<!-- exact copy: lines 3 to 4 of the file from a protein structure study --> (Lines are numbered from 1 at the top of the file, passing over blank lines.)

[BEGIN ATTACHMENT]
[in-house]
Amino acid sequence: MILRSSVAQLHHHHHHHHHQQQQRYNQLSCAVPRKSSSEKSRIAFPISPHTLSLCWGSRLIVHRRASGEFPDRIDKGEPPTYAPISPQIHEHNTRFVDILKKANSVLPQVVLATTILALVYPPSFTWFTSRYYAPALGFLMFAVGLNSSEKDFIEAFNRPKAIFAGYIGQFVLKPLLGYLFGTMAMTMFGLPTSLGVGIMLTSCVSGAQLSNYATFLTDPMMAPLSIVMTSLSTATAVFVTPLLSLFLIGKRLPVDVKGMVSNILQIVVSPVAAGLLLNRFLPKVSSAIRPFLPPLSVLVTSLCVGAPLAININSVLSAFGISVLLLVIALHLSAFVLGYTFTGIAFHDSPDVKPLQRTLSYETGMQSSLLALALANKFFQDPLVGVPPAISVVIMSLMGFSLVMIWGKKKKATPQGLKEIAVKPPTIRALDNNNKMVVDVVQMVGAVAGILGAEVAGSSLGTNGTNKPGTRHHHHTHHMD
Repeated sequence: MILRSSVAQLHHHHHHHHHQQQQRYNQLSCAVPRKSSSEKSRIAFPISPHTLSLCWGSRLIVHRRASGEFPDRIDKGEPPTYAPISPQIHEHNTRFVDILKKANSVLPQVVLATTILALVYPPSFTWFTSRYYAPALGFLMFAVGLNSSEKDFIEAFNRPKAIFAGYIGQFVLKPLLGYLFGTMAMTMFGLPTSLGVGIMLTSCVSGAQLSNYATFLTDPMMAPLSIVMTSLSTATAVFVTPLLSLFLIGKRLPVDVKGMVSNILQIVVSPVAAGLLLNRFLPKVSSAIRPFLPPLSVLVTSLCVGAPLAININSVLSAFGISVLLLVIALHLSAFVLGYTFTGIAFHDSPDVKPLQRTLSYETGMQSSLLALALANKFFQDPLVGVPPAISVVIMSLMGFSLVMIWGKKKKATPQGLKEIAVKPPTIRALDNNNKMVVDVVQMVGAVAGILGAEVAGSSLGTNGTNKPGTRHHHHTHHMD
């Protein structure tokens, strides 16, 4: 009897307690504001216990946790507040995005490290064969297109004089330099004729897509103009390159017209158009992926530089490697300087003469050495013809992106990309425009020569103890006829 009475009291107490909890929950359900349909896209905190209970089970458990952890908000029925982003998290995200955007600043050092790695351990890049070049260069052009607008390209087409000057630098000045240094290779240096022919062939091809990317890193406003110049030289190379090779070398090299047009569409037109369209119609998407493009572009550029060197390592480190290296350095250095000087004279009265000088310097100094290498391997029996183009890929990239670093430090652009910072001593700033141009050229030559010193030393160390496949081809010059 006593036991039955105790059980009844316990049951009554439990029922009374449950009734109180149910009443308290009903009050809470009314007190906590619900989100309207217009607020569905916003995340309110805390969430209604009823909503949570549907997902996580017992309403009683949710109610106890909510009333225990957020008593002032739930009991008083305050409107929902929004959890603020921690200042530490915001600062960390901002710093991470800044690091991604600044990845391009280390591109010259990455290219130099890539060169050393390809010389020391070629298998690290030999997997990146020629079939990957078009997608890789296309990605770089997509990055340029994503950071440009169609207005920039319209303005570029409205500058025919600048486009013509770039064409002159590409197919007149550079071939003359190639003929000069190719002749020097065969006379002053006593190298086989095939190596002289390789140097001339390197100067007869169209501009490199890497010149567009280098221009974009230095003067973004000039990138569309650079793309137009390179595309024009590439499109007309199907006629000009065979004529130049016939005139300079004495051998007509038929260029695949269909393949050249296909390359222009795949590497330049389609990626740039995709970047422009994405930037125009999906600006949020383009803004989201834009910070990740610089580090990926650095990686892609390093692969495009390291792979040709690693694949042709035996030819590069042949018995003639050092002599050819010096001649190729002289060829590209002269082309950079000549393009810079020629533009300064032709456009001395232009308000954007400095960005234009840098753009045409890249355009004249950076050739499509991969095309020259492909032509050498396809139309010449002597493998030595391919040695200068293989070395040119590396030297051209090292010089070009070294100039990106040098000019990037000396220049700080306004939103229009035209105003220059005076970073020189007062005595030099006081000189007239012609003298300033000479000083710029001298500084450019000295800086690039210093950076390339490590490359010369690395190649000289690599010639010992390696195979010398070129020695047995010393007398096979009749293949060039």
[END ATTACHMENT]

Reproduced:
Repeated sequence: MILRSSVAQLHHHHHHHHHQQQQRYNQLSCAVPRKSSSEKSRIAFPISPHTLSLCWGSRLIVHRRASGEFPDRIDKGEPPTYAPISPQIHEHNTRFVDILKKANSVLPQVVLATTILALVYPPSFTWFTSRYYAPALGFLMFAVGLNSSEKDFIEAFNRPKAIFAGYIGQFVLKPLLGYLFGTMAMTMFGLPTSLGVGIMLTSCVSGAQLSNYATFLTDPMMAPLSIVMTSLSTATAVFVTPLLSLFLIGKRLPVDVKGMVSNILQIVVSPVAAGLLLNRFLPKVSSAIRPFLPPLSVLVTSLCVGAPLAININSVLSAFGISVLLLVIALHLSAFVLGYTFTGIAFHDSPDVKPLQRTLSYETGMQSSLLALALANKFFQDPLVGVPPAISVVIMSLMGFSLVMIWGKKKKATPQGLKEIAVKPPTIRALDNNNKMVVDVVQMVGAVAGILGAEVAGSSLGTNGTNKPGTRHHHHTHHMD
């Protein structure tokens, strides 16, 4: 009897307690504001216990946790507040995005490290064969297109004089330099004729897509103009390159017209158009992926530089490697300087003469050495013809992106990309425009020569103890006829 009475009291107490909890929950359900349909896209905190209970089970458990952890908000029925982003998290995200955007600043050092790695351990890049070049260069052009607008390209087409000057630098000045240094290779240096022919062939091809990317890193406003110049030289190379090779070398090299047009569409037109369209119609998407493009572009550029060197390592480190290296350095250095000087004279009265000088310097100094290498391997029996183009890929990239670093430090652009910072001593700033141009050229030559010193030393160390496949081809010059 006593036991039955105790059980009844316990049951009554439990029922009374449950009734109180149910009443308290009903009050809470009314007190906590619900989100309207217009607020569905916003995340309110805390969430209604009823909503949570549907997902996580017992309403009683949710109610106890909510009333225990957020008593002032739930009991008083305050409107929902929004959890603020921690200042530490915001600062960390901002710093991470800044690091991604600044990845391009280390591109010259990455290219130099890539060169050393390809010389020391070629298998690290030999997997990146020629079939990957078009997608890789296309990605770089997509990055340029994503950071440009169609207005920039319209303005570029409205500058025919600048486009013509770039064409002159590409197919007149550079071939003359190639003929000069190719002749020097065969006379002053006593190298086989095939190596002289390789140097001339390197100067007869169209501009490199890497010149567009280098221009974009230095003067973004000039990138569309650079793309137009390179595309024009590439499109007309199907006629000009065979004529130049016939005139300079004495051998007509038929260029695949269909393949050249296909390359222009795949590497330049389609990626740039995709970047422009994405930037125009999906600006949020383009803004989201834009910070990740610089580090990926650095990686892609390093692969495009390291792979040709690693694949042709035996030819590069042949018995003639050092002599050819010096001649190729002289060829590209002269082309950079000549393009810079020629533009300064032709456009001395232009308000954007400095960005234009840098753009045409890249355009004249950076050739499509991969095309020259492909032509050498396809139309010449002597493998030595391919040695200068293989070395040119590396030297051209090292010089070009070294100039990106040098000019990037000396220049700080306004939103229009035209105003220059005076970073020189007062005595030099006081000189007239012609003298300033000479000083710029001298500084450019000295800086690039210093950076390339490590490359010369690395190649000289690599010639010992390696195979010398070129020695047995010393007398096979009749293949060039």